ASSOCIATES (2013, November, v. 20, no. 2)



Allison Sloan
Senior Library Associate
Reading Public Library
Reading, MA

The theme of the Massachusetts Library Association Conference in May 2014 is Library Expedition. I shouted out the word “expedition!” at the brainstorming meeting a couple months ago because I had just returned from a week in the amazing Galapagos Islands, off the coast of Ecuador, and the concept of exploration and expeditions was bright in my mind.

We landed in Guayaquil, on mainland Ecuador, at about five o’clock in the morning, amazingly refreshed and eager despite just a few hours of sleep, seat-belted and sitting up in an airplane. We drove through the port city in darkness, unimpressed by the empty streets, wondering where all the people were in what looked like a reasonably modern small city, with paved roads and store fronts. I was a bit confused because I was already thinking about lava paths and cactus trees, with friendly sea lions nibbling at my toes. Yet I was looking at high rise office buildings, electric wires and traffic lights. And street signs that said “double via”, not one way, but both ways. I had already identified a fascinating cultural difference. In Ecuador there must be so many one way streets, that they feel the need to remind people that certain streets go both ways. I took a picture of one of those signs as the bus whizzed by, and posted it on Facebook when I got home. “It’s only 5am”, the hospitality guide reminded, “Nobody is up yet”. Even he was quiet as we drove through the silent streets. Ah, I thought, even people in Ecuador sleep late.

A few hours later, after more sleep and a shower, we piled into a shuttle bus and toured the beautiful Ecuadorian city. Our guide talked nonstop and shared the wonderful history of Ecuador, its fight for freedom and the key role played by this beautiful city. We walked the streets, took pictures in front of statues, and of the tall palm trees that lined the street in front of the Guayaquil Public Library. I couldn’t go in because our tour was running late, but it was fun just to stand on the steps of this lovely marble building and imagine shelves of books in Spanish, and paralibrarians behind the desks, here on the western coast of South America.

The next day we flew across 600 miles of Pacific Ocean to the island of Baltra, one of the smaller islands of the Galapagos archipelago, and one flat enough to put a runway and a tiny airport. Already the terrain was fascinating, desert, and a few scraggly trees. Once through customs we went straight to the port to take our first “panga” ride, the small rubber dinghies that transported us to the boat which would be our traveling home and hotel for the rest of the week. We congregated in the lounge area and Mario, the head naturalist, made introductions and divided us into groups of ten, named alphabetically: Albatross, Cormorant, Boobies… of course. These were the groups we would travel with on the pangas, he explained, as we enjoyed a “scientific expedition” through the islands of the Galapagos. Mario gave us each one water bottle and told us that the boat desalinizes its own water in two stages. First for showering, brushing teeth and toilet flushing. It was safe to drink he assured us. Second for quality drinking water that was available chilled in two large containers, which he pointed to. “You will only get one bottle for the week”, he told us seriously, and to our consternation, “so don’t lose it, and refill often. We leave no trash in the Galapagos, whatever we bring in, we take out.” He made eye contact around the room and realized this group of tourists, from America, Israel, Ecuador, Switzerland, and Canada, all looked confused. “Friends”, he said, “this is not a cruise ship. You will have plenty of water, fresh towels as often as you would like (and he was true to this promise), and fresh, local delicious food and fish (he was true to this promise also), and excursions every day to some of the most special places on earth. But this is not a cruise ship, this is a ship of expedition.”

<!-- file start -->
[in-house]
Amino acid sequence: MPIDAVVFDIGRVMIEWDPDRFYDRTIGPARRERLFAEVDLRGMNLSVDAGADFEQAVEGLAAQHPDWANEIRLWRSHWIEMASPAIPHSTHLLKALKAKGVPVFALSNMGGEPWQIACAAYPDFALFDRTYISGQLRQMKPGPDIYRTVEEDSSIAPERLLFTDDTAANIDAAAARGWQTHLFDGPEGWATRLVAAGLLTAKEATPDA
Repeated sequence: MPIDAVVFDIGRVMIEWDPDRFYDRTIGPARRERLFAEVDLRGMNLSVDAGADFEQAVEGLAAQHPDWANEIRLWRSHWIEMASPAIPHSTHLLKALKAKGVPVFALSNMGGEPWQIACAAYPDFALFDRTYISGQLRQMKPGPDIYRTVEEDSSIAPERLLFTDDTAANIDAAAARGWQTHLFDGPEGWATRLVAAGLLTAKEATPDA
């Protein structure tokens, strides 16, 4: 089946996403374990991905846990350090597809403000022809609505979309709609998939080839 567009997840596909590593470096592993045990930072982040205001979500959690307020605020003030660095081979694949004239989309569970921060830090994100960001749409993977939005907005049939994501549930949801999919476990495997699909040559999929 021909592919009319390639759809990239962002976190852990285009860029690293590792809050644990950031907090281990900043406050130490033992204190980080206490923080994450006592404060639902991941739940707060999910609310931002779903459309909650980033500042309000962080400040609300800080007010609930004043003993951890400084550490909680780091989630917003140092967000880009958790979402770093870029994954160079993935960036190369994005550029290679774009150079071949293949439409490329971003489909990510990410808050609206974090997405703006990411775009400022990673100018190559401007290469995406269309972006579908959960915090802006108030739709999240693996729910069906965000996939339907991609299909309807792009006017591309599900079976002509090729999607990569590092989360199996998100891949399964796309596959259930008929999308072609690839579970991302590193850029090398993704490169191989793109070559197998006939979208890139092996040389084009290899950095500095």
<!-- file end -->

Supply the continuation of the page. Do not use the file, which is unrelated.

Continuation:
Expedition: a voyage for exploration. We reached for our life jackets and grouped with the rest of the Boobies awaiting our turn to exit down the slippery stairs hanging off the side of our boat, to jump precariously into the panga with the wind and water splashing about us. It was the beginning of one of the most wonderful experiences of my life, hiking on crushed lava where a mess of iguanas lay in the sun, and snorkeling in deep cold waters with turtles, penguins and fish. Watching the baby sea lions toss shells in the air, the Frigates puffing out their red wattle to show prowess, and the Cormorants building a family nest, the mom and dad birds chatting about the fluffy teenage birds, while stuffing the nest with a hearty piece of seaweed that dad had brought from the sea and mom had tested, shook, tasted and approved. This, just a step in front of us as we walked the path.

Our last stop was the Island of Santa Cruz, which holds approximately 12,000 of the total 18,000 human population of the Galapagos Islands. It has the one hotel on the islands, and the Darwin Science Station, and coffee and sugar cane plantations. It also has a public library, right there on the main street, looking over the docks and bay. A small building, for a population about half the same size as the library I work in. I imagined the story hours, the book discussion groups, the homework club, and humans browsing among the stacks with the sea lions and the albatrosses, all as curious as I was to read. Indeed, this was an expedition, and I brought that excitement and the idea of a journey to discovery back with me, and look forward to what new ideas will be shared at the MLA Library Expedition Conference next spring.